Detailed plan needed to boost logistics

  • 05:42 - 2018/02/05

A detailed plan on logistics development, especially on transport connectivity, is needed to set goals for industrial production, agriculture and imports-exports, experts have urged.

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Ho Xuan Lam, Deputy Director of the HCM City Investment and Trade Promotion Centre (ITPC), said at a recent seminar on “Improving the Efficiency of Logistics Services in Vietnam” held in Ho Chi Minh City, that the city had an advanced system of seaports and warehouses and played a “leading role in cargo transport in the southeastern region due to its prime geographic location”.

In 2017, the logistics sector of the city reached 91.541 trillion VND (4.03 billion USD), accounting for 8.6 percent of the Gross Regional Domestic Product (GRDP) and 14.8 percent of the service sector, according to official statistics.

Logistics is the second most important industry in the nine key services of the city with growth of 10.84 percent over 2016.  

However, the development of logistics in the city and neighbouring provinces face obstacles due to overloaded infrastructure, mostly roads and ports.

Pham Thi Thuy Van, deputy marketing director of the Sai Gon Newport Corporation, said that most logistics facilities were located in areas around Cat Lai, Thu Duc, Song Than, Linh Trung and neighbouring areas of Dong Nai Bridge.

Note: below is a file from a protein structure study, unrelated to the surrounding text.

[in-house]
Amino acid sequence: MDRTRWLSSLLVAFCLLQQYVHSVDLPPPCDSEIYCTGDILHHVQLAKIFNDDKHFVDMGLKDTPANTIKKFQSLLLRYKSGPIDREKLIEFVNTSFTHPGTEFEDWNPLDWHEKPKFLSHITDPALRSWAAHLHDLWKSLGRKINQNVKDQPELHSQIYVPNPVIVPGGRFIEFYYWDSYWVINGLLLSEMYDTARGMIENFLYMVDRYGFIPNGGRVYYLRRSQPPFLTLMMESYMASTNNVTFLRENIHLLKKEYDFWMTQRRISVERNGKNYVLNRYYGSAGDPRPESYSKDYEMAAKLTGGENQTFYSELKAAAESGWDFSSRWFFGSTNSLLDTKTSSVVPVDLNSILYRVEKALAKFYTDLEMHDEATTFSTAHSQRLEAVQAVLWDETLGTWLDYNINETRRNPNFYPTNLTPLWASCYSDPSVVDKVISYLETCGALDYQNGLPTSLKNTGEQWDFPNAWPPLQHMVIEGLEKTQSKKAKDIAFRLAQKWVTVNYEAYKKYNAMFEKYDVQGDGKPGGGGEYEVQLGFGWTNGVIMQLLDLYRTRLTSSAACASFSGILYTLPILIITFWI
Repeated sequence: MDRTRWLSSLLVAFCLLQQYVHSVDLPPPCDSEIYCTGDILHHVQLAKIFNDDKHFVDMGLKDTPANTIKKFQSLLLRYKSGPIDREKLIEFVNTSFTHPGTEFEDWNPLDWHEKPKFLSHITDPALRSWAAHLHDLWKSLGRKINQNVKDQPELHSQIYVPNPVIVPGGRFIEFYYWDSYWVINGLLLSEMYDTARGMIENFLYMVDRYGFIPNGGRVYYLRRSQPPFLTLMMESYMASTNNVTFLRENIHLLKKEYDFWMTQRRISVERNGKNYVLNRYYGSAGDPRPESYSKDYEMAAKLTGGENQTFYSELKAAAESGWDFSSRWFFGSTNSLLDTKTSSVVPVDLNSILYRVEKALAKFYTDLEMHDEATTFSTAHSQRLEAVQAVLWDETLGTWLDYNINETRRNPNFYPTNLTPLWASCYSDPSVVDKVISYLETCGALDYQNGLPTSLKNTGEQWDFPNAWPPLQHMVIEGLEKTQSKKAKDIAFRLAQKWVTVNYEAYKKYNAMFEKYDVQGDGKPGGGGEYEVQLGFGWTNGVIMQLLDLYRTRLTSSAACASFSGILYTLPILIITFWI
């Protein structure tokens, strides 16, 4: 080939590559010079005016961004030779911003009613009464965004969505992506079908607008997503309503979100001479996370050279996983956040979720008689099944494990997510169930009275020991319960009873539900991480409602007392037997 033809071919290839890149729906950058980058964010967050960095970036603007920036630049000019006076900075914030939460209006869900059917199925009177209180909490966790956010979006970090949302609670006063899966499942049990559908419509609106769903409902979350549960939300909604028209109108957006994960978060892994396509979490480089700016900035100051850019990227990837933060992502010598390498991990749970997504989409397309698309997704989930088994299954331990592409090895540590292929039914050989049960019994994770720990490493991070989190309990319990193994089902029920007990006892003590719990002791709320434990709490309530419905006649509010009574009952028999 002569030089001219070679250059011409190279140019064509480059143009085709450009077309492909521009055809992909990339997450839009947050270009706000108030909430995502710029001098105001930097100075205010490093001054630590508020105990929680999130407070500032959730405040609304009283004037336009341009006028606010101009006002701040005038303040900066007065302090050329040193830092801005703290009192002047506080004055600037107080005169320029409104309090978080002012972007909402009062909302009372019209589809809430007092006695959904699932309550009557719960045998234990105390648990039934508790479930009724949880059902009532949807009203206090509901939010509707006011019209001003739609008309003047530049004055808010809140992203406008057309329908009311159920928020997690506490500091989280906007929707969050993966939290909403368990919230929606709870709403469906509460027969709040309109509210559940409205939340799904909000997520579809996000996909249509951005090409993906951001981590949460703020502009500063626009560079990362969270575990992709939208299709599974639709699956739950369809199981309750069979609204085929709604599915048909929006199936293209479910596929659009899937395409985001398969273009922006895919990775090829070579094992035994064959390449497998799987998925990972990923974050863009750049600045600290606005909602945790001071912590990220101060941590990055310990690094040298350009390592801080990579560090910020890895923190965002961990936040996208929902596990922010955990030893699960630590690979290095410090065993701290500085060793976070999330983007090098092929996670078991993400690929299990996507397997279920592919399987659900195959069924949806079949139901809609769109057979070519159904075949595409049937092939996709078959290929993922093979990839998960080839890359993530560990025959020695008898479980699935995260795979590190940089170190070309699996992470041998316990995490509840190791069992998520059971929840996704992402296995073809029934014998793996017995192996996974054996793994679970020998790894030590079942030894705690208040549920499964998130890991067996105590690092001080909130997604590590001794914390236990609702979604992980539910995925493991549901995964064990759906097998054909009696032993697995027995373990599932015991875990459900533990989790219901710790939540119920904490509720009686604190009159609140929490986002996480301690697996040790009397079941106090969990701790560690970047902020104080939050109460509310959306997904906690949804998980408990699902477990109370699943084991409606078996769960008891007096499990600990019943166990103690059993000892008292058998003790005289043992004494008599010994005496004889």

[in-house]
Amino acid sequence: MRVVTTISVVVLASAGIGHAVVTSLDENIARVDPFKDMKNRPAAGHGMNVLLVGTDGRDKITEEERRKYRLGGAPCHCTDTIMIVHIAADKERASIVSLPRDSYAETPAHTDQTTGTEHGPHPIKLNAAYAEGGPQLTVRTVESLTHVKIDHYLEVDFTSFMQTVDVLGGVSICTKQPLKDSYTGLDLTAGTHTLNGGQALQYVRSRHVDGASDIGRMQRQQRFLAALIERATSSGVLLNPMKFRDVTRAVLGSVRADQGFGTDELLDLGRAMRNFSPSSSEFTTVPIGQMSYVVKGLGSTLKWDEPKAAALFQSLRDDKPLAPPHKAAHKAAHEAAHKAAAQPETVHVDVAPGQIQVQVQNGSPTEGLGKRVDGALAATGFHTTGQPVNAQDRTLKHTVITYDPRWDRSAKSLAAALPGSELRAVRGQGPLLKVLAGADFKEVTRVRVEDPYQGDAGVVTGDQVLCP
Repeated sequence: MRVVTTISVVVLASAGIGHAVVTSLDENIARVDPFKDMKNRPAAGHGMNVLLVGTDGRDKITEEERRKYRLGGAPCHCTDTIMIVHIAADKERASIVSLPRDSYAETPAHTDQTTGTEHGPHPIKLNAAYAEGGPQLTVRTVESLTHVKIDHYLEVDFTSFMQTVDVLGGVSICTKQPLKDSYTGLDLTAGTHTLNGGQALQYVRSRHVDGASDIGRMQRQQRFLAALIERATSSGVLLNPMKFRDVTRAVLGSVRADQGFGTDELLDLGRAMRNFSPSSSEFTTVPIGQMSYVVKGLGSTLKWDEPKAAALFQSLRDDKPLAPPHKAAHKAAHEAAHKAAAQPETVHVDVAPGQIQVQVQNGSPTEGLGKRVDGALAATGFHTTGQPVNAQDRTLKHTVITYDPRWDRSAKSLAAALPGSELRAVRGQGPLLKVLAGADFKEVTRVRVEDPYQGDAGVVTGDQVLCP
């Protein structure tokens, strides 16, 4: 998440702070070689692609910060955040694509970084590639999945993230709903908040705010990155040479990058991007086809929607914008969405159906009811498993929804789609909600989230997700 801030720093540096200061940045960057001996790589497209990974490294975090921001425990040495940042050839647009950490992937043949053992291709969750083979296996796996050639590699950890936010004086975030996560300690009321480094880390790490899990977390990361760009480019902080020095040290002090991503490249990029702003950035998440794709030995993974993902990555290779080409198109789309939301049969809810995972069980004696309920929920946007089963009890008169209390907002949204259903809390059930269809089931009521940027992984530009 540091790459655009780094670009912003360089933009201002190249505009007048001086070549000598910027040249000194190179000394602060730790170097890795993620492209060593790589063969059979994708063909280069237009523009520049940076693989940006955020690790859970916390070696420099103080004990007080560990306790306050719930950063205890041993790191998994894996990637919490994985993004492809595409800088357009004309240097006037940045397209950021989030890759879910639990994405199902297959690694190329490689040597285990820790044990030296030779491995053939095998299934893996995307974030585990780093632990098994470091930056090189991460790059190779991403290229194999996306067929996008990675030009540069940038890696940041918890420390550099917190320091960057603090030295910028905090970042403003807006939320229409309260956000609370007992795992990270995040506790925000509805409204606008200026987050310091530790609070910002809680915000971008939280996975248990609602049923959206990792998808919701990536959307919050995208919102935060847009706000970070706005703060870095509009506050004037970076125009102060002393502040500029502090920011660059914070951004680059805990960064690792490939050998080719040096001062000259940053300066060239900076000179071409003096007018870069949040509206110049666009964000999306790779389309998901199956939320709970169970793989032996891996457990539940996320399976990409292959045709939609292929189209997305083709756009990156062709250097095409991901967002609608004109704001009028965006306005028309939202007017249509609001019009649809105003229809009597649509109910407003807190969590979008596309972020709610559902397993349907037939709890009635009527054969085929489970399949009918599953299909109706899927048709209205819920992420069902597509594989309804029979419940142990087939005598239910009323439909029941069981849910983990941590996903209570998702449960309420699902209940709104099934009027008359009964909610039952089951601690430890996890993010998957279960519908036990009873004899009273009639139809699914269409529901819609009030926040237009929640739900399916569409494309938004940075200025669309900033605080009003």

HCM City in particular has 11 container ports covering a total area of 310 ha in addition to 7,000 sqm of piers.

The concentration of all the logistics facilities has created a pressure on the traffic system, which would incur costs. For instance, the average storage time of imports has also increased due to slow release of goods.

In addition, Van said a number of bridges in HCM City had low clearance levels, causing difficulties for transport by waterway and increasing transport costs for businesses.

Dao Trong Khoa, vice president of the Vietnam Association of Logistics Service Enterprises (VLA), said factors contributing to the high cost of logistics, included costs for transporting goods by road and surcharges at seaports and limits on seaport infrastructure, among others.  

To reduce logistics costs, transport costs must be reduced first as transport accounts for 50 percent of logistics costs, according to Khoa.

Van of the Sai Gon Newport Corporation recommended that HCM City and other localities in the key southern economic zones and the Mekong Delta develop an action plan to build centralised logistics centres and distribution warehouses.

The construction of centralised distribution facilities would facilitate the service of a broader market and the development of integrated infrastructure.

To do that, the localities should have early planning studies detailing cargo volumes, cargo flows, and construction of roads and railways to ease traffic congestion.

Pham Son, head of the logistics division of Ben Nghe Port Co., Ltd, said it was necessary to improve the capacity of infrastructure connectivity. In addition, logistics companies in Vietnam need to develop markets and build brand names.

Agencies need to apply more e-customs clearance, infrastructure and information-sharing among specialised agencies to simplify administrative procedures.

Efficient transport and logistics play a significant role in increasing productivity, according to experts. 

According to a 2016 report by VLA, the logistics industry accounts for 20 to 25 percent of national GDP and is expected to grow at a rate of around 12 per cent annually in the near future.

Source: VietNamNet

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